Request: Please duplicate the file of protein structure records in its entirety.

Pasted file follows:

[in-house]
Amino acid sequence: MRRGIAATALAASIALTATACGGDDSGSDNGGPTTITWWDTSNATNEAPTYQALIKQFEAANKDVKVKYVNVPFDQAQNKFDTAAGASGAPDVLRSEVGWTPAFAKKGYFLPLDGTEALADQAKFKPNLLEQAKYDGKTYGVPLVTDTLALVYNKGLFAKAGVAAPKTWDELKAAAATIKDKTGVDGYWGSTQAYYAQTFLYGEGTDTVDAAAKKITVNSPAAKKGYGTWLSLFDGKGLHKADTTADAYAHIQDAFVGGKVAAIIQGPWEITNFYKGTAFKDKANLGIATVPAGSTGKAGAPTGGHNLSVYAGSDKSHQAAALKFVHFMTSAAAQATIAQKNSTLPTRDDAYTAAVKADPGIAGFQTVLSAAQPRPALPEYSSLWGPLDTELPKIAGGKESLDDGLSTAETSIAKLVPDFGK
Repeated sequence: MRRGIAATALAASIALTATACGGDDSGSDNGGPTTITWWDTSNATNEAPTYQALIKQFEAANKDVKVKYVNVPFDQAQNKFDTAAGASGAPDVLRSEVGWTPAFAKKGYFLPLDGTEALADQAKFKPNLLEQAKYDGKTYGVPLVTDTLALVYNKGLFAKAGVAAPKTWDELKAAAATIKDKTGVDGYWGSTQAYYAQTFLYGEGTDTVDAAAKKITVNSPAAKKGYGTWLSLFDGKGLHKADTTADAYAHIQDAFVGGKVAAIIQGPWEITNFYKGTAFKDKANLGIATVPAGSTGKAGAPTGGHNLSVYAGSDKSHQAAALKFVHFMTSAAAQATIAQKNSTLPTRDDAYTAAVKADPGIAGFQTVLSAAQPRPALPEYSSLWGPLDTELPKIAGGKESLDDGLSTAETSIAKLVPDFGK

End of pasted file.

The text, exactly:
[in-house]
Amino acid sequence: MRRGIAATALAASIALTATACGGDDSGSDNGGPTTITWWDTSNATNEAPTYQALIKQFEAANKDVKVKYVNVPFDQAQNKFDTAAGASGAPDVLRSEVGWTPAFAKKGYFLPLDGTEALADQAKFKPNLLEQAKYDGKTYGVPLVTDTLALVYNKGLFAKAGVAAPKTWDELKAAAATIKDKTGVDGYWGSTQAYYAQTFLYGEGTDTVDAAAKKITVNSPAAKKGYGTWLSLFDGKGLHKADTTADAYAHIQDAFVGGKVAAIIQGPWEITNFYKGTAFKDKANLGIATVPAGSTGKAGAPTGGHNLSVYAGSDKSHQAAALKFVHFMTSAAAQATIAQKNSTLPTRDDAYTAAVKADPGIAGFQTVLSAAQPRPALPEYSSLWGPLDTELPKIAGGKESLDDGLSTAETSIAKLVPDFGK
Repeated sequence: MRRGIAATALAASIALTATACGGDDSGSDNGGPTTITWWDTSNATNEAPTYQALIKQFEAANKDVKVKYVNVPFDQAQNKFDTAAGASGAPDVLRSEVGWTPAFAKKGYFLPLDGTEALADQAKFKPNLLEQAKYDGKTYGVPLVTDTLALVYNKGLFAKAGVAAPKTWDELKAAAATIKDKTGVDGYWGSTQAYYAQTFLYGEGTDTVDAAAKKITVNSPAAKKGYGTWLSLFDGKGLHKADTTADAYAHIQDAFVGGKVAAIIQGPWEITNFYKGTAFKDKANLGIATVPAGSTGKAGAPTGGHNLSVYAGSDKSHQAAALKFVHFMTSAAAQATIAQKNSTLPTRDDAYTAAVKADPGIAGFQTVLSAAQPRPALPEYSSLWGPLDTELPKIAGGKESLDDGLSTAETSIAKLVPDFGK